Authors in Context: Wilkie Collins

Jun 10, 2013 | Reviews

Lyn Pykett’s lucid new contribution to the study of Wilkie Collins is part of a series entitled Authors in Context, published by Oxford University Press and designed to provide students and other general readers with a manageable introduction to important authors. The series, which “examines the work of major writers in relation to their own time and to the present day,” takes its place alongside several other introductory guides that publishers have favoured of late. Such introductions will surely be welcomed by literature students, particularly those faced with long Victorian novels and the additional difficulty of coming to terms with an increasingly diverse body of historical and critical material, and in general I think that books of this sort are a good thing. They are, however, extremely difficult to write: authors not only have to make complex and extensive material accessible for students; they have to negotiate reviewers, fellow academics, and other experts on the subject in question, all of whom want to hear something new and all of whom are quick to note what has been left out.

I will certainly be recommending this volume to my own students. Aside from anything else, it is full of helpful material: chapter one offers a brief biography, the next two chapters examine the social and literary context, chapter four through six are thematically focussed, and the final chapter “recontextualizes” Collins by considering the afterlife of his work, with special reference to adaptations and criticism. As my brief description of the chapter headings indicates, the book has plenty of appeal beyond its student audience—I, for one, found myself thoroughly engaged by the material covered. Pykett is at her best when she pursues thematic discussions, all of which are built around thoughtful close readings of Collins’s work. The discussion takes in a wide range of writing by Collins; inevitably, the texts treated at greatest length are The Woman in WhiteThe Moonstone and Armadale, yet considerable space is given to other novels such as Basil and The New Magdalen. While all the thematic issues addressed by Pykett are handled with the confidence and deftness one would expect from an experienced commentator on Collins, the strongest and most dynamic textual readings are those relating to gender and marriage, reflecting Pykett’s particular interest in this area. Chapters six and seven, covering, among things, science and adaptations, are also very stimulating, and I suspect that they will encourage readers to undertake further work in these important areas. Whether or not this extends to anyone taking on Pykett’s challenge for a musical version of The Moonstone, is another matter. With a mischievous gesture to Andrew Lloyd Webber’s recent adaptation of The Woman in White, Pykett writes: “As far as I know, there are no plans to stage a musical version of The Moonstone. However, one could envisage some splendid song opportunities for the lovelorn Rosanna Spearman, the embittered Limping Lucy, and the garrulous Miss Clack. Moreover, Franklin’s opium-induced re-enactment of the theft of the diamond has distinct balletic possibilities” (204).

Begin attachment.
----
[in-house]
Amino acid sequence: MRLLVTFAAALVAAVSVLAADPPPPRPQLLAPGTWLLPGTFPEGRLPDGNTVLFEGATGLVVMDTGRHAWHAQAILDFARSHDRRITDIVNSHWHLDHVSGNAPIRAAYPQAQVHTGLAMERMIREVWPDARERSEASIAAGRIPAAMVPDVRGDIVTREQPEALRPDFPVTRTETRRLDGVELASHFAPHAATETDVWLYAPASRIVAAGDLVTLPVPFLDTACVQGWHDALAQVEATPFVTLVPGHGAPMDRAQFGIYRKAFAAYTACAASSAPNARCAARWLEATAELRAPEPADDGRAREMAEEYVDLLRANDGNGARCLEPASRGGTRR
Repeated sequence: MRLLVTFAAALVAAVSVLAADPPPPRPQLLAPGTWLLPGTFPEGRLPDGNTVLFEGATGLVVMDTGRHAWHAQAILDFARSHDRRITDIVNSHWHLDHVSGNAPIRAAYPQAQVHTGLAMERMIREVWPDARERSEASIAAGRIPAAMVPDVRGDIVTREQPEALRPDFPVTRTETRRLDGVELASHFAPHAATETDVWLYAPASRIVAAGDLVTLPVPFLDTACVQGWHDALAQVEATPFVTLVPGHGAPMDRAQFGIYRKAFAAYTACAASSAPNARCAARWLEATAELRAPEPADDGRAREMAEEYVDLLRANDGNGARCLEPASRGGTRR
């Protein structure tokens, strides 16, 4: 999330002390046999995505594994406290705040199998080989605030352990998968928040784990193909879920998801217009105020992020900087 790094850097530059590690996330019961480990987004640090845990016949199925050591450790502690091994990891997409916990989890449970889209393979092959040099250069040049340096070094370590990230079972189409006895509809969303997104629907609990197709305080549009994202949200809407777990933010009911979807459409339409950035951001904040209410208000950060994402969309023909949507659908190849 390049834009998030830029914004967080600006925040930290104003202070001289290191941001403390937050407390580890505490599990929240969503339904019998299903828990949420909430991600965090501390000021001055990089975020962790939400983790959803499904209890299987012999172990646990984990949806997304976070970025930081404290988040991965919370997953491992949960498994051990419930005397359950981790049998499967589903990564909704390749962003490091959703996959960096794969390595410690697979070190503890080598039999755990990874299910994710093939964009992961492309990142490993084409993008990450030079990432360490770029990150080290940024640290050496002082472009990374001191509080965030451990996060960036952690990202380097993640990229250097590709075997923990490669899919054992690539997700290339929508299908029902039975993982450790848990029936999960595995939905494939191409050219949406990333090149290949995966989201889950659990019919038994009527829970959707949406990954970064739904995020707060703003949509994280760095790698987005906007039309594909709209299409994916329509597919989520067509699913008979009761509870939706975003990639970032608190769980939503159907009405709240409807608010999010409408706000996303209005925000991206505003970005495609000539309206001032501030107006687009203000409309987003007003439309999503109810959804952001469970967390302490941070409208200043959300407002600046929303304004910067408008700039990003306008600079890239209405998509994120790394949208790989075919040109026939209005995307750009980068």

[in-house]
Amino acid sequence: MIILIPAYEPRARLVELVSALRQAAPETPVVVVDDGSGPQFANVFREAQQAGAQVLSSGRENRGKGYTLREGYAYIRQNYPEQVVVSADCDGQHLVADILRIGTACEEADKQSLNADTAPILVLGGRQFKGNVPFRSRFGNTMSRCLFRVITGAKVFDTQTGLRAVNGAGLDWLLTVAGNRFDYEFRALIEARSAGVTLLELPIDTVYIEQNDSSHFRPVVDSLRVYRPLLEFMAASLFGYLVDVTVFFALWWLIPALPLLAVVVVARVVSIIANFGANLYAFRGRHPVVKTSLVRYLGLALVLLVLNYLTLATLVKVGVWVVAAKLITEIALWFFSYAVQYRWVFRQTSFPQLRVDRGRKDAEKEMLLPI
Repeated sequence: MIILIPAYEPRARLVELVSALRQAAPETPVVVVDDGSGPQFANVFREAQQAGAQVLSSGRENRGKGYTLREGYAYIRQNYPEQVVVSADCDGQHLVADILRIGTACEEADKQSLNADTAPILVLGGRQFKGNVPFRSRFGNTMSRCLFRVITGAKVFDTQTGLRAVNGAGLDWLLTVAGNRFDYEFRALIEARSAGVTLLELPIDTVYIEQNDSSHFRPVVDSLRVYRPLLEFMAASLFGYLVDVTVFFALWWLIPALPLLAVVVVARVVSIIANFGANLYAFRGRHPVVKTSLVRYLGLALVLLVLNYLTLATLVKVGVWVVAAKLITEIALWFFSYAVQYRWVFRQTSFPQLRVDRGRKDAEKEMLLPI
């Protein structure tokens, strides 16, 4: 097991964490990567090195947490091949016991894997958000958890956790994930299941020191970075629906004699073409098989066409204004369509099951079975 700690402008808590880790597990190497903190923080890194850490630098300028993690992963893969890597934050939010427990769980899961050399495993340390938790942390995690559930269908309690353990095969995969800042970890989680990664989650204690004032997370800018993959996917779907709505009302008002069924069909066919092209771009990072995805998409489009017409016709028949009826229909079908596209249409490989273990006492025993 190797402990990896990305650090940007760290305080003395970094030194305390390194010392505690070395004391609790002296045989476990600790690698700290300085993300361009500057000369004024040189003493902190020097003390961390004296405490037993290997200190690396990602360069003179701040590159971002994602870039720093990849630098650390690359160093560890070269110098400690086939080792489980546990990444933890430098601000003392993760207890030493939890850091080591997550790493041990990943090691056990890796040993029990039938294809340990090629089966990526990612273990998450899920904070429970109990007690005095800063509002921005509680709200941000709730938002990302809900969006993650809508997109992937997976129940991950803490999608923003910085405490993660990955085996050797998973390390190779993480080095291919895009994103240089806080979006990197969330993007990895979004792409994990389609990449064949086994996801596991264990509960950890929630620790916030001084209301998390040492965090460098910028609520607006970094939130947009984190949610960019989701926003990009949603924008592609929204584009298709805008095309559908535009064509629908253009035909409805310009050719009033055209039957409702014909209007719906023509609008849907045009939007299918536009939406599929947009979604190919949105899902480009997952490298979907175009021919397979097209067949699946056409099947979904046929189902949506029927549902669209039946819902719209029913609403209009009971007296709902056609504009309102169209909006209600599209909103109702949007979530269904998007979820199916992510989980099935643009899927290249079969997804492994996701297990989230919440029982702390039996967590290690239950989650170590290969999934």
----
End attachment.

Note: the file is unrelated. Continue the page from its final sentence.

Although the book should be considered a success, it is not without its faults. The decision to separate consideration of the social and literary context from the subsequent thematic readings of the texts seems odd. Some of the material overlaps and threatens to become repetitive, and a number of the claims made in the section on social context are too detached. No-one would argue that “[a]lteration, invention and competition” are “Victorian keywords” (29), but the recognition of this needs to be rooted in a more extended discussion if it is to avoid sounding too general. The problem is less to do with the synopsis of nineteenth-century history that the book provides, which seems perfectly reasonable, and more to do with the implication of the structural division of chapters, that historical background somehow precedes textual discussion. In recent years cultural and literary historians have gone to great lengths to blur the division between text and context; rightly, I think, for, as Pykett makes clear in chapters four through six, the most effective way to deal with the interaction between history and text is to consider them in combination. The other major weakness of this book concerns its relative neglect of criticism published after 2000. Graham Law’s Serializing Fiction in the Victorian Press (2000), which sheds new light on Collins’s readership, is referred to in the footnote to a paragraph on newspaper syndication but does not make it into the bibliography, while there is no mention at all of Caroline Oulton’s Literature and Religion in Mid-Victorian England: From Dickens to Eliot (2003), despite its extensive discussion of the theological implications of Collins’s novels. Nor does Pykett acknowledge the existence of Lillian Nayder’s Unequal Partners: Charles Dickens, Wilkie Collins and Victorian Authorship (2002), Maria Bachman and Don Richard Cox’s essay collection Reality’s Dark Light: The Sensational Wilkie Collins (2003), or indeed any material from the Wilkie Collins Society Journal—New Series.

The problems with structure and the absence of any reference to key recent works of criticism do not, ultimately, detract from the value of this book. As I began by saying, writing an introductory guide is an extremely difficult task, and, on the whole, Pykett rises to the challenge commendably. Anything that helps orientate and introduce a new generation of students to the work of Wilkie Collins, an important nineteenth-century writer who still does not always receive the recognition he deserves, is to be welcome, not least because, as Pykett begins her book by reminding us, he offers “a curious combination of respectability and social fragility, of orthodoxy and unconventionality” (1).